Charles W. Page, Petitioner-appellant, v. George Herman, Warden, Attorney General of the State Ofarizona, Respondents-appellees, 942 F.2d 793 (9th Cir. 1991)Annotate this Case
Before BROWNING, SNEED and WILLIAM A. NORRIS, Circuit Judges.
Charles W. Page, an Arizona state prisoner, appeals pro se the district court's denial of his Fed. R. Civ. P. 60(b) motion to vacate the judgment in his 28 U.S.C. § 2254 petition for habeas corpus. We review for an abuse of discretion, Molloy v. Wilson, 878 F.2d 313, 315 (9th Cir. 1989), and we vacate and remand with instructions to dismiss the petition without prejudice for failure to exhaust state remedies.
A state prisoner must exhaust all available state court remedies either on direct appeal or through collateral proceedings before a federal court may consider granting habeas corpus relief. 28 U.S.C. § 2254; Duckworth v. Serrano, 454 U.S. 1, 3 (1981) (per curiam); Lindquist v. Gardner, 770 F.2d 876, 877 (9th Cir. 1985). A prisoner satisfies the exhaustion requirement by presenting all claims to the highest state court with jurisdiction to consider the claims. Picard v. Connor, 404 U.S. 270, 276 (1971). If a habeas petition contains unexhausted claims, the district court must dismiss a petition filed pursuant to section 2254. Rose v. Lundy, 455 U.S. 509, 510 (1982).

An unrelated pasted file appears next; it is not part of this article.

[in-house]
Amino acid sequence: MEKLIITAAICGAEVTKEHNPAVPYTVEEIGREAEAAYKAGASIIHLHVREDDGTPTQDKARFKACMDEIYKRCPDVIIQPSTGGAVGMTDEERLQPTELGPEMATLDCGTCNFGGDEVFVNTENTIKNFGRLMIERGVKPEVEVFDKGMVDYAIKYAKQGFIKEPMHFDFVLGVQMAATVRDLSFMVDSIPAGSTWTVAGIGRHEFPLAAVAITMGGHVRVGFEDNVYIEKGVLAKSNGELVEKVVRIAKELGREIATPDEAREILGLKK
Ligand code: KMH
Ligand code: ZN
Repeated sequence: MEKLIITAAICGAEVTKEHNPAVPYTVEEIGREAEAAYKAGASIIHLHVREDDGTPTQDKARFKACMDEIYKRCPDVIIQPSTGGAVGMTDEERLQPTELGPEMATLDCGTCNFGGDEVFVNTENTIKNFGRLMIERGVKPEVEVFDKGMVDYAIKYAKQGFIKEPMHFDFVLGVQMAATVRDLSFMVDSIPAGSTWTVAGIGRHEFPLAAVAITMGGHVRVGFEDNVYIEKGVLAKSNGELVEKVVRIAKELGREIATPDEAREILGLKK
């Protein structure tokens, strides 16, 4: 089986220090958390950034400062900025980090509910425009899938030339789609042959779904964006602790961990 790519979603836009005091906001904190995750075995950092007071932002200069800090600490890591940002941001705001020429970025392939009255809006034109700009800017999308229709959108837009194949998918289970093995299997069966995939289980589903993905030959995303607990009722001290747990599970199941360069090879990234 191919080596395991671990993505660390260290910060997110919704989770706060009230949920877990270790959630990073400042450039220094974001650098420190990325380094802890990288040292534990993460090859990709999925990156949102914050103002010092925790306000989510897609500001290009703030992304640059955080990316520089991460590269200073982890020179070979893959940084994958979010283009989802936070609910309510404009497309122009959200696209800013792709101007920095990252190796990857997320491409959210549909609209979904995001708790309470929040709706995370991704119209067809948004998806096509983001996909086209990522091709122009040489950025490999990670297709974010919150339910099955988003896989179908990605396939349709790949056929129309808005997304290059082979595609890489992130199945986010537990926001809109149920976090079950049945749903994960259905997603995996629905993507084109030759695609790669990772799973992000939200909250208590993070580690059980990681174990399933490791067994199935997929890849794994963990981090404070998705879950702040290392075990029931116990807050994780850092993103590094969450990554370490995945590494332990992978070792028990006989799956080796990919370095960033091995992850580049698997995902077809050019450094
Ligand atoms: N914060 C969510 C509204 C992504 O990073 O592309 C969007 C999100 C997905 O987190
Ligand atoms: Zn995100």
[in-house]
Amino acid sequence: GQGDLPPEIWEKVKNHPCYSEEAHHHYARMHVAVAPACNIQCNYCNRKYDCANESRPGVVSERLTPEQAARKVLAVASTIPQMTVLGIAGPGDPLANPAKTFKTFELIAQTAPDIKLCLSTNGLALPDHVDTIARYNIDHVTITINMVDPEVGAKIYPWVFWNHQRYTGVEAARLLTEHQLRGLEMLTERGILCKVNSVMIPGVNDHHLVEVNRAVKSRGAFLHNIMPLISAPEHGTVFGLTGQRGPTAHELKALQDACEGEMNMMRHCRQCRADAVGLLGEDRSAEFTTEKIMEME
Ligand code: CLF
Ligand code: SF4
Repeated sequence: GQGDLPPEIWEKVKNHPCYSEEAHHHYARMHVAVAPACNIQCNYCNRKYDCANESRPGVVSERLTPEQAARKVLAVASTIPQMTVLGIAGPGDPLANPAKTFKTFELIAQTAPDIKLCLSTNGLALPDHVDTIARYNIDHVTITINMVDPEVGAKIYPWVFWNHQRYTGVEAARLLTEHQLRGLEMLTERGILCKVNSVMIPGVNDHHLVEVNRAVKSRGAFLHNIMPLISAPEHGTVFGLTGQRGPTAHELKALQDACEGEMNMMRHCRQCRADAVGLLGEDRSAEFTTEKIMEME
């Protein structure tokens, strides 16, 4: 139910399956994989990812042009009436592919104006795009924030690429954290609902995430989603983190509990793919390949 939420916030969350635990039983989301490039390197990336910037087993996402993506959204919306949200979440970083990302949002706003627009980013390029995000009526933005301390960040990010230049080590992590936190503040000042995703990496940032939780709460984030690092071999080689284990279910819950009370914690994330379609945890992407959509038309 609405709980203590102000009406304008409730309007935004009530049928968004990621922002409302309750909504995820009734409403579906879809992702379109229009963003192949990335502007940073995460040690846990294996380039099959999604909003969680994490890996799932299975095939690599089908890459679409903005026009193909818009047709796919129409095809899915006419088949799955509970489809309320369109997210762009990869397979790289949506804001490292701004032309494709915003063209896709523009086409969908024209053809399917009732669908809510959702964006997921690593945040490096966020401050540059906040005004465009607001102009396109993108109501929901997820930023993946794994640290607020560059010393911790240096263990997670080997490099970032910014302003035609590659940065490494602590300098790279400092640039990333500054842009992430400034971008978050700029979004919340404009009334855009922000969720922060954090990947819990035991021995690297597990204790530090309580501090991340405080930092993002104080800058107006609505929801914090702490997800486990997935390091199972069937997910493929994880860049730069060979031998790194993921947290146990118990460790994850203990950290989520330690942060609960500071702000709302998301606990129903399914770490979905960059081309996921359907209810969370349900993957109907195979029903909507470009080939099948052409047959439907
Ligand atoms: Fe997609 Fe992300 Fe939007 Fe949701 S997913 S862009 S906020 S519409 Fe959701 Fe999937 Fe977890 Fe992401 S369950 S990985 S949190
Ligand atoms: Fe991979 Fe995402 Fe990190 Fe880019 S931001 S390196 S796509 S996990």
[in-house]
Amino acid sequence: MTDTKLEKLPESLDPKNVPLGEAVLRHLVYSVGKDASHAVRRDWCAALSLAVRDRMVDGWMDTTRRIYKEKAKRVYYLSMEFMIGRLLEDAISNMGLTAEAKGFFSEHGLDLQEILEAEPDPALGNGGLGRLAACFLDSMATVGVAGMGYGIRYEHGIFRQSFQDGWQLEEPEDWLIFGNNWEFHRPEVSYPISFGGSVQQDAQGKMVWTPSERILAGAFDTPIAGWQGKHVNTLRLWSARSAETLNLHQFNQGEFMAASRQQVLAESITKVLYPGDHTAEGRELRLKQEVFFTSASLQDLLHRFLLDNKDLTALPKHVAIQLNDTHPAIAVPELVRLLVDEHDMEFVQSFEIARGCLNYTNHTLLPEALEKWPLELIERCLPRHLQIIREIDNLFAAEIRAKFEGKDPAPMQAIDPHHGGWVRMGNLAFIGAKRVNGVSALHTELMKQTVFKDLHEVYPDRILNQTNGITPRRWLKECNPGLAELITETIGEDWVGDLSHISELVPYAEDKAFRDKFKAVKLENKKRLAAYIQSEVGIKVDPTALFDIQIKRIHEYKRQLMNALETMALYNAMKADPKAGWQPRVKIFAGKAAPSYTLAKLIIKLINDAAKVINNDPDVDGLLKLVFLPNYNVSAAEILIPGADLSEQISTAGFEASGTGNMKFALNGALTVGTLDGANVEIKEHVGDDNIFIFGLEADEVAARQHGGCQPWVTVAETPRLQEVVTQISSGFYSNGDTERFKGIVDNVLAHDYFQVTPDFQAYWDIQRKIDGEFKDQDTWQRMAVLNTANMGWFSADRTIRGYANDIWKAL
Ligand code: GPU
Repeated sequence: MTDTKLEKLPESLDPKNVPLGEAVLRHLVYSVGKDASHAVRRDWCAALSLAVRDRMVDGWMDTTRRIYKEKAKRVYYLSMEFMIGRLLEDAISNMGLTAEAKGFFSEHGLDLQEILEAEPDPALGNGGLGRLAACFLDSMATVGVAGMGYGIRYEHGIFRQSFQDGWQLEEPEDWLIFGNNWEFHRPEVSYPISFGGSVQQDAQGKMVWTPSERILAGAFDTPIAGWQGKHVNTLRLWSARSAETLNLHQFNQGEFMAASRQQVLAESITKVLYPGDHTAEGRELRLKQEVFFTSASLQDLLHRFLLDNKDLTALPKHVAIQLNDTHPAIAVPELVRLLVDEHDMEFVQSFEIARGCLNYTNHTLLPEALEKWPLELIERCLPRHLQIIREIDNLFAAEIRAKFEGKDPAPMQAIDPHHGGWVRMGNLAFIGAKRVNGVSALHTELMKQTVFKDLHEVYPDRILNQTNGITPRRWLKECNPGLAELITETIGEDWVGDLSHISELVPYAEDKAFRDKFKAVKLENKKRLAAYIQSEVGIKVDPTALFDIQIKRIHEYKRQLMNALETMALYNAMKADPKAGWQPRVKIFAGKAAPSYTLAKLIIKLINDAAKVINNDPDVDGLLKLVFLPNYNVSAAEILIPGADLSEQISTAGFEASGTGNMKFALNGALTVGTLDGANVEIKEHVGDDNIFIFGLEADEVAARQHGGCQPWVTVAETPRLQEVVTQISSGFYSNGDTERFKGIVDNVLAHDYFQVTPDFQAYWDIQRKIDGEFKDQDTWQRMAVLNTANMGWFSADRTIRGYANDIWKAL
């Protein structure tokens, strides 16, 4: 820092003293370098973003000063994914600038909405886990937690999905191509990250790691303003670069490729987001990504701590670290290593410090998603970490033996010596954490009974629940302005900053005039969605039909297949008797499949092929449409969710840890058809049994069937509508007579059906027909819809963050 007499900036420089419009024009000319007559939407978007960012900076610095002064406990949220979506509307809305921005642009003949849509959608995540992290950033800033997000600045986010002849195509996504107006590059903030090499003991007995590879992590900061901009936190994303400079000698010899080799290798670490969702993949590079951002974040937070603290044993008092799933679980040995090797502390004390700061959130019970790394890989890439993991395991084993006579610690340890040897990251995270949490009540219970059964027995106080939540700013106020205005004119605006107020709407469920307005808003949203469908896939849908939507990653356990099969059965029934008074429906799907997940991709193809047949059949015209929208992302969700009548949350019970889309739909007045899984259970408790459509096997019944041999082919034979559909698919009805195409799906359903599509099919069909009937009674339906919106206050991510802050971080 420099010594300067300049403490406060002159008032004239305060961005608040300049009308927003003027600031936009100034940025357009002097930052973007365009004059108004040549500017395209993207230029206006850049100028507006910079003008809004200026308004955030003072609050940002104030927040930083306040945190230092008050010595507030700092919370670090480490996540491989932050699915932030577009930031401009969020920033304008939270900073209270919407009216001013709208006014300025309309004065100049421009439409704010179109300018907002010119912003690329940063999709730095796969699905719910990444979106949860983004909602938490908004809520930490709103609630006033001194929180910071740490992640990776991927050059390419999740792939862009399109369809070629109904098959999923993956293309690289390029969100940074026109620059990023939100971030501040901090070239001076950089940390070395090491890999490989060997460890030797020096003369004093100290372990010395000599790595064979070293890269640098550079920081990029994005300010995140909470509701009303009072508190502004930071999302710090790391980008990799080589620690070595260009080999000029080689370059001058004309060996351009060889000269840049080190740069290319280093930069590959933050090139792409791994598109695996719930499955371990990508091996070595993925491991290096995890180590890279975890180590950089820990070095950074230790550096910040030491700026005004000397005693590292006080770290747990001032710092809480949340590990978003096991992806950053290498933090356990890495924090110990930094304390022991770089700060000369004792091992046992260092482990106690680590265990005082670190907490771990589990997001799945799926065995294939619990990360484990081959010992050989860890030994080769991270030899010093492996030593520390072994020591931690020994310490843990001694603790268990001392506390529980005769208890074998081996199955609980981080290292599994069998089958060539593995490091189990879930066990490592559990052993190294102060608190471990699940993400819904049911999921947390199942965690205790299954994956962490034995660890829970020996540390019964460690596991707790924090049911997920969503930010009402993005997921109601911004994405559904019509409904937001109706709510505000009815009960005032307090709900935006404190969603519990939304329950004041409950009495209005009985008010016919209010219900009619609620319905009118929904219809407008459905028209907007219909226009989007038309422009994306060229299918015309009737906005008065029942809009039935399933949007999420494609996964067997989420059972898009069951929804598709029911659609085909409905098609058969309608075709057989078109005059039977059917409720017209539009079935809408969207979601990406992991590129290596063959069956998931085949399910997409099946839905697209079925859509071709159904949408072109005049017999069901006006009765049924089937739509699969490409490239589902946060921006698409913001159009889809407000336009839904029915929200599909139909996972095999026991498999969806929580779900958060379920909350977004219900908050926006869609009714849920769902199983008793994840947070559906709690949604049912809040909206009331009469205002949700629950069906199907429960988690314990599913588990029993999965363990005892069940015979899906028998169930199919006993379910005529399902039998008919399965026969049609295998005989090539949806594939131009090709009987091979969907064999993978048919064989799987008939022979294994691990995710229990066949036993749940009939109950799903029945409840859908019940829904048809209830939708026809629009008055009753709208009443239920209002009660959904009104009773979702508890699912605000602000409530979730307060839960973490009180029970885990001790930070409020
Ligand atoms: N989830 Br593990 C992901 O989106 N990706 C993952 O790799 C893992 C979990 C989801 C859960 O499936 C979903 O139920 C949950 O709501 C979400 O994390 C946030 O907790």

In his federal petition, Page raises six issues. Three of the issues were never raised in state court. The district court determined that Page was procedurally barred from bringing these claims, presumably because he had filed a Rule 32 petition with the assistance of counsel. See Ariz.R.Crim.P. 32.2(a) (3) & (c). Nevertheless, the language of Rule 32.2(c), which allows an inference of waiver from a failure to raise claims in a previous proceeding, is permissive, not mandatory. See Johnson v. Lewis, 929 F.2d 460, 463 (9th Cir. 1991). Moreover, no Arizona court has concluded that Page is procedurally barred from raising these claims. See Id.; cf. Tacho v. Martinez, 862 F.2d 1376, 1378 (9th Cir. 1988) (state trial court denied Rule 32 petition because petitioner failed to raise claim on direct appeal or in two previous Rule 32 petitions; this court held that petitioner was procedurally barred from raising his claims). Thus, Page may not have exhausted available state remedies. 28 U.S.C. § 2254; see Duckworth, 454 U.S. at 3; Johnson, 929 F.2d at 464. Accordingly, his federal petition contains unexhausted claims, and the district court should have dismissed the entire petition without prejudice. Rose, 455 U.S. at 510 (1982); Guizar v. Estelle, 843 F.2d 371, 372 (9th Cir. 1988).
VACATED and REMANDED with instructions to dismiss the petition without prejudice.